Always I hear that eating healthy isn’t easy. It isn’t fun, and it isn’t delicious. However, there are plenty of great recipes out there that are just as wonderful as your favorite 1000 calorie meal. Sometimes, it’s just a matter of opening your perspective up and sometimes you have to … *GASP* try something new. Here are some of my favorite foods that have gotten a bad rep in the past. All the ways of preparing I’ve included here are easy enough for even me to complete them!
For too long, asparagus was presented to the public as sad, limpy masses of grey-green mush that we get from a can. With an overbearing level of salt and acrid flavor, it is no wonder that children grew up ‘knowing they hate asparagus’. Recentely, this wonderful vegetable is growing in popularity because of how beautifully packed with vitamin C, vitamin K and anti-oxidents they are. On top of that, fresh asparagus is downright tasty.
Instead of popping open a can of asparagus, buy it fresh! (If you can get it from a local market, that’s even better) My favorite way to cook asparagus takes three simple steps: Put on foil. Add a dash of sea salt & extra virgin olive oil. Put on grill. The result is a bright green, crunchy, sexy side dish.
Also known as ‘sweet potatoes’ (though the two are different… want to know how and why? Visit The Library of Congress for the answer), this is a seriously misunderstood tuber. Most people think of this food stuff as covered in sugar, syrup and marshmallow. However, I come to you with a different option.
Thanks to the health revolution, there have been more sweet potato fries and mash popping up in main stream food. Take your yams and slice them up (make sure you have a good, strong knife) and bake them. Put them in a glass pan with some olive oil, a pinch of sea salt and a splash of apple cider vinegar. Cover with foil. Bake for about 45 minutes, or until crispy. Everyone likes their fries to different levels of done-ness, so this ones on you.
Or, sautee them: use some olive oil, some sea salt. If you like the sweetness of your holiday yams, do discs of sweet potatoes. Begin by cooking them in olive oil. After they are not quite brown, flip them. Sprinkle some sea salt or herbs on this side. When the other side of the discs are browned properly, flip them again. On this side, sprinkle a little bit of brown sugar! Flip them again, just long enough to get that brown sugar to melt in. You have salty and sweet and healthy!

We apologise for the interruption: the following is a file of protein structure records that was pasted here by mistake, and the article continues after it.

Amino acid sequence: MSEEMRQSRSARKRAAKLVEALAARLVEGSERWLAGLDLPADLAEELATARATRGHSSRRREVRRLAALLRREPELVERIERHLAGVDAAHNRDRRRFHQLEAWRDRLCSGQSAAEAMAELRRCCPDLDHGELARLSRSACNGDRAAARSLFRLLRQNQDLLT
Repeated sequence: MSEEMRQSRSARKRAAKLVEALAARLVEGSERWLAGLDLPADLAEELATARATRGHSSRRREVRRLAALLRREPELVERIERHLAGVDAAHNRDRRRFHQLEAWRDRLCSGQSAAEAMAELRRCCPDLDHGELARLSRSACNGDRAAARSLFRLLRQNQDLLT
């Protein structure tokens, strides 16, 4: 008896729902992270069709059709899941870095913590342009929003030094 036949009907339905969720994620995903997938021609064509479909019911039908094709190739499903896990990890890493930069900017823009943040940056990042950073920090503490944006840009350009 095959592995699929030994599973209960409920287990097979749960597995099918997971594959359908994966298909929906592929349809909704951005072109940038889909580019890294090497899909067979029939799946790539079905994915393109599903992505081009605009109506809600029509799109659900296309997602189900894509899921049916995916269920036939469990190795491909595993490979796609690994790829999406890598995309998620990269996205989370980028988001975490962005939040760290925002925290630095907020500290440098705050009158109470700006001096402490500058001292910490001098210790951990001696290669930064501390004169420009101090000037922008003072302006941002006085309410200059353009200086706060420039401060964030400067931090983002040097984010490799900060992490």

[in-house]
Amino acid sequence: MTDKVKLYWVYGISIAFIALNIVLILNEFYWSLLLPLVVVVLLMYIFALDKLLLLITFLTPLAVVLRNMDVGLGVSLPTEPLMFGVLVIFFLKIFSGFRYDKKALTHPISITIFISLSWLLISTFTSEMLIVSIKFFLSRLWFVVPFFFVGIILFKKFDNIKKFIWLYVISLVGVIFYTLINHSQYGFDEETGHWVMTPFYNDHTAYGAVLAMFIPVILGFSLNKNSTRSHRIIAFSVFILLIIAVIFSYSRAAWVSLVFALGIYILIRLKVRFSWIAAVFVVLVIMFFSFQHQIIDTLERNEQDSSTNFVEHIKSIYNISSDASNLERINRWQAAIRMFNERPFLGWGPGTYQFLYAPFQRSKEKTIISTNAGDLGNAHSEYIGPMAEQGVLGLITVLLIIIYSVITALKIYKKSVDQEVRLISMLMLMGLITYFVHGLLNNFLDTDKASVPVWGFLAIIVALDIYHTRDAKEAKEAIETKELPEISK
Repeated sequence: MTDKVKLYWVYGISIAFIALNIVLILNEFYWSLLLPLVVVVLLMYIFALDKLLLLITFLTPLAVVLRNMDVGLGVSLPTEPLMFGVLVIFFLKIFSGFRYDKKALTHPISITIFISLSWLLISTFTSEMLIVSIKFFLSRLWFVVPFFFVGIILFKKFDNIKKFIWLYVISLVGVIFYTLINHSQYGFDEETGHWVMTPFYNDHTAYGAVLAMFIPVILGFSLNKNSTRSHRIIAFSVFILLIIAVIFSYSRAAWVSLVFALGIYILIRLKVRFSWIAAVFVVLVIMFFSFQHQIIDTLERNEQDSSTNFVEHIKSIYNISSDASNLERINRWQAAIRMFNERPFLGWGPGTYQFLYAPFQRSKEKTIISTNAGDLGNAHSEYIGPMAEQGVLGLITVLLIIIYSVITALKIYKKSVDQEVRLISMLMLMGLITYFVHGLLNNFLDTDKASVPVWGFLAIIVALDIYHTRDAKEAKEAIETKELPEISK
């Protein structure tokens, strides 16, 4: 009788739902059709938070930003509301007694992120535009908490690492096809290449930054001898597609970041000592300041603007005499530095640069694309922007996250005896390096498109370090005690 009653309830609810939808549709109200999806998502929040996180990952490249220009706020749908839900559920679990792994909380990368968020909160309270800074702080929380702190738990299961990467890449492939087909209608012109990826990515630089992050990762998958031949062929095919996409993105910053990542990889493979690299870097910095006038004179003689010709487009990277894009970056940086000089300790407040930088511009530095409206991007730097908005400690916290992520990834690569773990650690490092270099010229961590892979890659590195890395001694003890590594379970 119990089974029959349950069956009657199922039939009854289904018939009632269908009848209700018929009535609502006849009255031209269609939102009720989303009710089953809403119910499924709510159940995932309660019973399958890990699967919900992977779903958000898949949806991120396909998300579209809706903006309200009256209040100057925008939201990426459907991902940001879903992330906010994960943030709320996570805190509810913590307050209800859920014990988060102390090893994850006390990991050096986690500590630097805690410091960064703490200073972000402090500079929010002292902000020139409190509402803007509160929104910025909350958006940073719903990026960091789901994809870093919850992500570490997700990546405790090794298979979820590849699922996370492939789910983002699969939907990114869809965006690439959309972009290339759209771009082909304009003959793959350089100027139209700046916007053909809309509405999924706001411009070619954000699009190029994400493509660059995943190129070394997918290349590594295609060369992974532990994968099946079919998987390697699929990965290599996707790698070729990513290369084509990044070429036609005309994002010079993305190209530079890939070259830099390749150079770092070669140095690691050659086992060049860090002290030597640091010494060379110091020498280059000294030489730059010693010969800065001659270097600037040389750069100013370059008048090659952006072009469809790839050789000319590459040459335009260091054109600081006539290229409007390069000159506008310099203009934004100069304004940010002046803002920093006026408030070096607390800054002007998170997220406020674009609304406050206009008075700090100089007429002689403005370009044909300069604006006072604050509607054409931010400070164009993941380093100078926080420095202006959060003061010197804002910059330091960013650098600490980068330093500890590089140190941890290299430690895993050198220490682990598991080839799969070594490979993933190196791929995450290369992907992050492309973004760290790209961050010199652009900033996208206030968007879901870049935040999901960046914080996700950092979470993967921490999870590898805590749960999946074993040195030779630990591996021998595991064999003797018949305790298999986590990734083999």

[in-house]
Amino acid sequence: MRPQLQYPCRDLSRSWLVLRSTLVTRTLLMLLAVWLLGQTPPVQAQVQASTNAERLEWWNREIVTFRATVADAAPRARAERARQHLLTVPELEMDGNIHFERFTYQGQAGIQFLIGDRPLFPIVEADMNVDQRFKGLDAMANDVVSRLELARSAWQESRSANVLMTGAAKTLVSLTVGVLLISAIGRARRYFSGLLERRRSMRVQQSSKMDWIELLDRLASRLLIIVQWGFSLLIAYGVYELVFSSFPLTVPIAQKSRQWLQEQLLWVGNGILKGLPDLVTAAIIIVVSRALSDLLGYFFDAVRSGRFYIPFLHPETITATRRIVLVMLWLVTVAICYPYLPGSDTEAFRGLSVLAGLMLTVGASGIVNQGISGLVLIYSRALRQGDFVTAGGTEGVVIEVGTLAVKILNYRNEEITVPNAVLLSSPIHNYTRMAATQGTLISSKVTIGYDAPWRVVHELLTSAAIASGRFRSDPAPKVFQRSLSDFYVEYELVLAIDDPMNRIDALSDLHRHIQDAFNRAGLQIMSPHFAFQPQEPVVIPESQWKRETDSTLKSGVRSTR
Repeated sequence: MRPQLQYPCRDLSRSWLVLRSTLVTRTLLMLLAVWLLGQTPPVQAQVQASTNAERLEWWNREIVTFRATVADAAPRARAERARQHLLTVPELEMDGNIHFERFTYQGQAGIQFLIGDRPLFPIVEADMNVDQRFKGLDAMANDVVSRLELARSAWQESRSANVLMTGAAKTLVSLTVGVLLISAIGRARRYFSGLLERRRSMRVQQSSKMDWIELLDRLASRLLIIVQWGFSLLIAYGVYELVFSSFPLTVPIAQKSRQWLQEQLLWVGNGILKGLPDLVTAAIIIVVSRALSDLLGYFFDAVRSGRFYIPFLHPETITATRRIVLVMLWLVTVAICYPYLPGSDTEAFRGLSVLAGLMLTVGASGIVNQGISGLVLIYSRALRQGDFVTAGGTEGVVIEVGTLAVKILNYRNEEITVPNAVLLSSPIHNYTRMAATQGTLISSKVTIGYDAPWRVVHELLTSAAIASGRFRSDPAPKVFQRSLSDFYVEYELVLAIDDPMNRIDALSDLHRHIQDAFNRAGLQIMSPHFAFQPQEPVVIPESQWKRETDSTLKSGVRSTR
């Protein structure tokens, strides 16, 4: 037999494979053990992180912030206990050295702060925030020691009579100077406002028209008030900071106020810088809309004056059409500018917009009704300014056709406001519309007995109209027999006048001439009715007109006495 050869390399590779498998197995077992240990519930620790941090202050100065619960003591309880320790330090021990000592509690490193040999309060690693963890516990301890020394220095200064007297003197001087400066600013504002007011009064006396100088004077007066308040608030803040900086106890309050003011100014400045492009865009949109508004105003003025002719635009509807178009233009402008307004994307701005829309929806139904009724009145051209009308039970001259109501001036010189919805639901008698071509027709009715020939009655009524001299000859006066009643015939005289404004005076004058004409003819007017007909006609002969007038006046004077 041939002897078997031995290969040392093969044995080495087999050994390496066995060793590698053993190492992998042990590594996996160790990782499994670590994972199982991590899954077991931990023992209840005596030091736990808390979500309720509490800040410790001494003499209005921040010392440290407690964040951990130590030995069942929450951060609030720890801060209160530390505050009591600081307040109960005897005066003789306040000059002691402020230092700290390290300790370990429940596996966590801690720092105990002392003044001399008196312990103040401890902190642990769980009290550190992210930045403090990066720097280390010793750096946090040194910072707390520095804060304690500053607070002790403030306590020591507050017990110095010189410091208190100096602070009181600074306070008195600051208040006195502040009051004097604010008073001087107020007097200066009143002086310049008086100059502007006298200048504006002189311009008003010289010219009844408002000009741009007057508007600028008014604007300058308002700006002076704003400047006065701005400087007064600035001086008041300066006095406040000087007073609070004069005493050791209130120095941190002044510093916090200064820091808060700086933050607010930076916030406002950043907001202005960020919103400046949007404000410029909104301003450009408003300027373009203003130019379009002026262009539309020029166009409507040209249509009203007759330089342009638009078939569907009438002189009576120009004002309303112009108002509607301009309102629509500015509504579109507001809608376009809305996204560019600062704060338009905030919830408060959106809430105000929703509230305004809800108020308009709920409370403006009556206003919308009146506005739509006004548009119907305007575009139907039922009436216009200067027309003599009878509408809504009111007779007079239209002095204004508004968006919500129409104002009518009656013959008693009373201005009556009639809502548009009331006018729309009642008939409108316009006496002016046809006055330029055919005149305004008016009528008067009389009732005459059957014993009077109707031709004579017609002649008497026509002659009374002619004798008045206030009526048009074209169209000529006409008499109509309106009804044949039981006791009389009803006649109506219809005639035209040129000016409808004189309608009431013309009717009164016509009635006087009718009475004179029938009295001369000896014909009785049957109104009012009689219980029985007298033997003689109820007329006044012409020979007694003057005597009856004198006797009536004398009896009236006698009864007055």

(Look at all that Vitamin K!)
NOOO!!! NOT MY HAMBURGER!
Let’s face it, for as much as good ground beef burger really hits the spot now and again, they are simply bad for us. No matter how hard we try to justify it, the calorie, fat and bad cholesterol count is just too much for a healthy body. However, subbing in ground turkey or chicken is a great way to get the textural quality of ground beef without the all bad stuff.
The hardest part about working with these products is that they do dry out quickly, because they are low in fat. When you cook it, make sure you cover your pans so that the moisture stays trapped. When making meatballs or burgers, use egg whites to help bind the meat together (yes, I know, the yolk… the fat.. is the binder. Trust me, the whites work pretty well too).
Use the ground beef in tacos, on salads or mixed into sauces. You’ll boost your protein without denting your saturated fat.
One thought on “Breaking the boundaries of food”
I love asparagus. In various parts of Europe, white asparagus is considered a delicacy. They even grade the white asparagus by freshness and price it accordingly.
http://cyclewriteblog.wordpress.com/2010/06/12/cycling-for-spargel-kirsch-and-blue-painted-bikes-black-forest-region-germany-june-3-11-2010/ From our southern Germany trip, with lots of white asparagus tasting!